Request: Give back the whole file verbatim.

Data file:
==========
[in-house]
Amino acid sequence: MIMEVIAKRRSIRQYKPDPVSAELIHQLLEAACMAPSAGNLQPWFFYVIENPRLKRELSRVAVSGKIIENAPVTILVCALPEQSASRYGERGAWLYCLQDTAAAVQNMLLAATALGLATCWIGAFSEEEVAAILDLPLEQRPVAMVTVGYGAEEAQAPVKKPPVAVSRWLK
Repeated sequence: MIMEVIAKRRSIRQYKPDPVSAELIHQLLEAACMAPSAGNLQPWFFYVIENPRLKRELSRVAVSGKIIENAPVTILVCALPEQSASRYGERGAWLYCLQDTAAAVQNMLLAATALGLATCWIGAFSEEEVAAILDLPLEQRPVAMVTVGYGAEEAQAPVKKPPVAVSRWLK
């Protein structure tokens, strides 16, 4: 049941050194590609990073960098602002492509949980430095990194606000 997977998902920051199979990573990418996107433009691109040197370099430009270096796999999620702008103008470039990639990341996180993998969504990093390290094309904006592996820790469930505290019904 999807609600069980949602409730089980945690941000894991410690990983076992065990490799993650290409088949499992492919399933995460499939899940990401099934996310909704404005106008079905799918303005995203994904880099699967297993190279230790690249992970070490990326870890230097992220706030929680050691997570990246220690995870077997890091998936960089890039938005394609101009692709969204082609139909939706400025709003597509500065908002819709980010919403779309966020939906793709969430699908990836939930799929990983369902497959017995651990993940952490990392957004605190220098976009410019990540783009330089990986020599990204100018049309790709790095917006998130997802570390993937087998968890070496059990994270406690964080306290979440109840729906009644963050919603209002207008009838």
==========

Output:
[in-house]
Amino acid sequence: MIMEVIAKRRSIRQYKPDPVSAELIHQLLEAACMAPSAGNLQPWFFYVIENPRLKRELSRVAVSGKIIENAPVTILVCALPEQSASRYGERGAWLYCLQDTAAAVQNMLLAATALGLATCWIGAFSEEEVAAILDLPLEQRPVAMVTVGYGAEEAQAPVKKPPVAVSRWLK
Repeated sequence: MIMEVIAKRRSIRQYKPDPVSAELIHQLLEAACMAPSAGNLQPWFFYVIENPRLKRELSRVAVSGKIIENAPVTILVCALPEQSASRYGERGAWLYCLQDTAAAVQNMLLAATALGLATCWIGAFSEEEVAAILDLPLEQRPVAMVTVGYGAEEAQAPVKKPPVAVSRWLK
């Protein structure tokens, strides 16, 4: 049941050194590609990073960098602002492509949980430095990194606000 997977998902920051199979990573990418996107433009691109040197370099430009270096796999999620702008103008470039990639990341996180993998969504990093390290094309904006592996820790469930505290019904 999807609600069980949602409730089980945690941000894991410690990983076992065990490799993650290409088949499992492919399933995460499939899940990401099934996310909704404005106008079905799918303005995203994904880099699967297993190279230790690249992970070490990326870890230097992220706030929680050691997570990246220690995870077997890091998936960089890039938005394609101009692709969204082609139909939706400025709003597509500065908002819709980010919403779309966020939906793709969430699908990836939930799929990983369902497959017995651990993940952490990392957004605190220098976009410019990540783009330089990986020599990204100018049309790709790095917006998130997802570390993937087998968890070496059990994270406690964080306290979440109840729906009644963050919603209002207008009838």